2015 is on its last hours. The sun is retreating for the last time in 2015 making way for a night of celebration as we bring in 2016. All things considered, I will not miss this year very much and more than relieved to let this year go thanks to a myriad of tough times from family medical discoveries, work stress and the loss of our beloved Kerby. There were some bright spots like the running production, additions to the bird count and a number of projects I’ve shared throughout the course of the year which will likely be touched up on in my year in review post. Thought I’d close out this year with a topic I set up from the last post. Babies!
The Buffalo young carry with them a certain amount of … ummm let’s go with size. That size gives them a definite advantage in the endless struggle for survival in the wild. That also means they are surrounded by even larger mothers and fathers capable of inflicting serious paybacks should any predator decide to test their skills. This is a stark contrast to the life of a Pronghorn.
Hit the jump to see more pictures of the Pronghorn doe and her two cute newborns.
The baby Pronghorn pictured here are likely very new additions to the family. They mate in mid-September and have a 7-8 month gestation period. The fact we spotted them in May indicates they at most they are a week or two old – likely less. Unlike the Bison, the Pronghorn newborns weigh in at a paltry 4 to 8 pounds. No match for the Wolves, Bears and Coyotes that roam the Yellowstone kill zones. From a protection perspective, their parents have to rely on speed, cunning and outright alertness to counter the numerous dangers that surround them. In case you are wondering the Pronghorn is tops on the speed scale in the Western Hemisphere ranging in the 35mph for extended distances and up to 55mph for short jaunts (<.5 mile).
This ever-watchful doe spent the entire time on guard – keeping an eye to the West.
Eyes on the North
Eyes on the East
… and eyes on the South. All while her twins were either taking nourishment or enjoying the many sights and sounds of their new environment.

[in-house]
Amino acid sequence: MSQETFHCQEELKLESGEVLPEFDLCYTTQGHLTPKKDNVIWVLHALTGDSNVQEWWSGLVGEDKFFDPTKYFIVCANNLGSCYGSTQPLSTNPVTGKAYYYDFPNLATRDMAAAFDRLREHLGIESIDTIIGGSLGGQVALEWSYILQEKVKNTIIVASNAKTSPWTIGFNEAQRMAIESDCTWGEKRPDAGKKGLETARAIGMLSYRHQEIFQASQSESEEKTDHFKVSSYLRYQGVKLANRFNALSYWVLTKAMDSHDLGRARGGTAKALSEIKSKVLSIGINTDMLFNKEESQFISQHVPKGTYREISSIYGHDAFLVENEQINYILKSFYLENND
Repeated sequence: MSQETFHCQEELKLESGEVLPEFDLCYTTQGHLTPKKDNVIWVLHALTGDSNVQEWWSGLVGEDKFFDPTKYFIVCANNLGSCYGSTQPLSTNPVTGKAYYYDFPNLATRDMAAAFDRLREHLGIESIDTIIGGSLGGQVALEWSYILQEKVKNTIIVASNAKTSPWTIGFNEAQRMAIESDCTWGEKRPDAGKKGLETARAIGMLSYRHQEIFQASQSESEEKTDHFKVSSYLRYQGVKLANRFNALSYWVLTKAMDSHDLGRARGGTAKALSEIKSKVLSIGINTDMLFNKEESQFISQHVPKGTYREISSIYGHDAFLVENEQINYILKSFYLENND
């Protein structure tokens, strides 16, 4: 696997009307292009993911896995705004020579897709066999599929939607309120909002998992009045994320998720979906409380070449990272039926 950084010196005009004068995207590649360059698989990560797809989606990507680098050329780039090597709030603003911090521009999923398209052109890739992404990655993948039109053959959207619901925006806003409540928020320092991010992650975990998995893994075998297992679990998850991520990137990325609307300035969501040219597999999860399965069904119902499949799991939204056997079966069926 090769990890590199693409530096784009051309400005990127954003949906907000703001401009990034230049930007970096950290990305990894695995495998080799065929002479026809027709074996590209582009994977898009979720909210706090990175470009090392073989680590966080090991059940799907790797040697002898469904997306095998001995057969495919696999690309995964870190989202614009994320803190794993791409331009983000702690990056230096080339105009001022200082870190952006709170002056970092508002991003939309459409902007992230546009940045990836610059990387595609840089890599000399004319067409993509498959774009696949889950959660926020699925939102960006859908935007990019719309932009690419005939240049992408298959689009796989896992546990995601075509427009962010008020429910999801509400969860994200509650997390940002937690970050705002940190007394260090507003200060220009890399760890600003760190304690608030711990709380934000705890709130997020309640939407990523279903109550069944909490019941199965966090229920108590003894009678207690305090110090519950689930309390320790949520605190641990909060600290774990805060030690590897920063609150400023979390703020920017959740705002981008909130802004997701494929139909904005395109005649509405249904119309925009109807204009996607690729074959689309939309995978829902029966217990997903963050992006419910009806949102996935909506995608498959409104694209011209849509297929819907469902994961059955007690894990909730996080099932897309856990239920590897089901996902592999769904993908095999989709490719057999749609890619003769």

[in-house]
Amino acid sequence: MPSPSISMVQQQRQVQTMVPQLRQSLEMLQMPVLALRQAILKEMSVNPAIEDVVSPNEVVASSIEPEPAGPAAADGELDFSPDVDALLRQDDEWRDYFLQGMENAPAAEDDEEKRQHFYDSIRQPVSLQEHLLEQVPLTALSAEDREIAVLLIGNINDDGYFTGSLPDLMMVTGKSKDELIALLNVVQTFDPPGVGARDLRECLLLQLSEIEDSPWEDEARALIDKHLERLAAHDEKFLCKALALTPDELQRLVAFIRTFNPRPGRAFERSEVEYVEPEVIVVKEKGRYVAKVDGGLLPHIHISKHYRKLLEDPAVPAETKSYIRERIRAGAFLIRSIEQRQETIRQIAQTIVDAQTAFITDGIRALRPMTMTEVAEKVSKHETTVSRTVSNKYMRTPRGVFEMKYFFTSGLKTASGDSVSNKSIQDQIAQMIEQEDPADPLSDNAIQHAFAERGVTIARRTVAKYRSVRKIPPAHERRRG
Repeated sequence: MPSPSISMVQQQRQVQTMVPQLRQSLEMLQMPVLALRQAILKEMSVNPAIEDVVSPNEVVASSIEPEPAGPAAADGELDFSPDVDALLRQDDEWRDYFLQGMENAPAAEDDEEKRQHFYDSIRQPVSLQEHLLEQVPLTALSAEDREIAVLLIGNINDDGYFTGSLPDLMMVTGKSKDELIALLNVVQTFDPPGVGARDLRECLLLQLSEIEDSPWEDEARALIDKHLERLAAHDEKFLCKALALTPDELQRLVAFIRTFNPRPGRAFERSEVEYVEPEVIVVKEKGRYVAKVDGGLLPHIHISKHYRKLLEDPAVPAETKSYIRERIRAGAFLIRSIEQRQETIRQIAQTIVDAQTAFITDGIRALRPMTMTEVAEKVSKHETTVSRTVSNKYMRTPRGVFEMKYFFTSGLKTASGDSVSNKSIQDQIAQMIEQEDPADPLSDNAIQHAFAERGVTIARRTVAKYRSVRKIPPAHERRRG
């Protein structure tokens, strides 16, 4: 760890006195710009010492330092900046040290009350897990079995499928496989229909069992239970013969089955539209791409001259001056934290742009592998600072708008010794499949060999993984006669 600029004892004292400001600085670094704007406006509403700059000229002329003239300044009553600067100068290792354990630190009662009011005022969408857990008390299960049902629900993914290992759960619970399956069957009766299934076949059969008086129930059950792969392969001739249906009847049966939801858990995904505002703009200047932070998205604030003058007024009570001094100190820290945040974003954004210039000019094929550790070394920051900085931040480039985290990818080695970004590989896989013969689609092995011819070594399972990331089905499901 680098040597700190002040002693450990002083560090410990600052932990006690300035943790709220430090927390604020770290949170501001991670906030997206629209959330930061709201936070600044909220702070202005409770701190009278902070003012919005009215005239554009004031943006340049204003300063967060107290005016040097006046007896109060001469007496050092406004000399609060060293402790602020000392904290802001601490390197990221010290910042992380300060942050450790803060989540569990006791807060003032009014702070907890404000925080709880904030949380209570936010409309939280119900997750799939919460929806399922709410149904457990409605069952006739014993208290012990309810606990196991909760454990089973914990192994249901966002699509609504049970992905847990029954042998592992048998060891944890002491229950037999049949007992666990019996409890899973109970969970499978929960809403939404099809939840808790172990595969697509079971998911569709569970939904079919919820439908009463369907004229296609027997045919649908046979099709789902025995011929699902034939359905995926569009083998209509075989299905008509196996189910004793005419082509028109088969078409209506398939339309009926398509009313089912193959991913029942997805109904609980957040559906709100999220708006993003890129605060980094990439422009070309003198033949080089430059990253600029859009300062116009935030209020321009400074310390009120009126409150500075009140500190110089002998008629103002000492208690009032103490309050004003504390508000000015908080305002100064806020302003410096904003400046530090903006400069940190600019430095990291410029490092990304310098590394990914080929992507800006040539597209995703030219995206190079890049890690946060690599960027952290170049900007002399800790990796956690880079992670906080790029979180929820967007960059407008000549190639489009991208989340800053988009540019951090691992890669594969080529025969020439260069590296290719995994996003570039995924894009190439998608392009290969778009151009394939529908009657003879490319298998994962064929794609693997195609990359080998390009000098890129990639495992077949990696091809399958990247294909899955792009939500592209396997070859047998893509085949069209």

As far as the mom goes, she was intent on giving her babies the best chance of survival in a hostile environment. For the most part she let them run and explore as long as they stayed within her safe zone. The second one of those two babies decided to test their boundaries, she let them know immediately this was unacceptable and either called them back or narrowed the gap herself.
According to our friends over at Wikipedia, fawns interact with their mothers for only 20 to 25 minutes a day. We were lucky enough to get to witness this infrequent interaction and even get a few pictures. This is one of those few times when I will not apologize for the softness resulting from having the tele on the Beast. Don’t get me wrong, they are definitely soft, but if I didn’t have the extender on … there wouldn’t be any shots to post. This family was spotted a looooong way off in the Yellowstone meadows. The fact you can make out any shapes at all is a Festivus miracle. Even with the extra reach I still had to digital crop down to a small portion of the shot to get them sized enough for you to see what was going on!
Eventually, one of the fawns spotted our location.
This observation was duly noted by the doe who made her own assessment of the situation.
Understandably so, she decided it was best to error on the side of caution and quickly collected her children and pointed them in the direction of safety.
Like well disciplined kids, they heeded their mom’s directions and went about making a quick escape from the potential danger. If I could only tell them they had nothing to worry from us – it wasn’t like they were moles or something vile like that – nope, just precious fawns with zero interest in ripping up my yard.
By the way, I forgot to mention the best defense these babies have to thwart the perils that await them. They have a natural camouflage that allows them to blend into their surroundings. Humans have the ability to discern small differences and can likely spot the fawn below much easier than one of their natural predators could.
If wolves or coyotes are anything like my poodles they probably can’t tell them at all without them moving against the background – rabbits continually point out this canine flaw in our front yard as they’ll just sit there and stare at my dogs and neither of them will detect they are there. I didn’t find it in the research materials, but somewhere I had picked up that fawns are fairly scent free which would make it even more difficult to locate.
Well, this is the last post of the year. I’ll save you the math and let you know I met my monthly quota for another year. I truly appreciate all the time my readers spend on my blog and even taking the time to add your thoughts and comments. Have a happy and SAFE new year.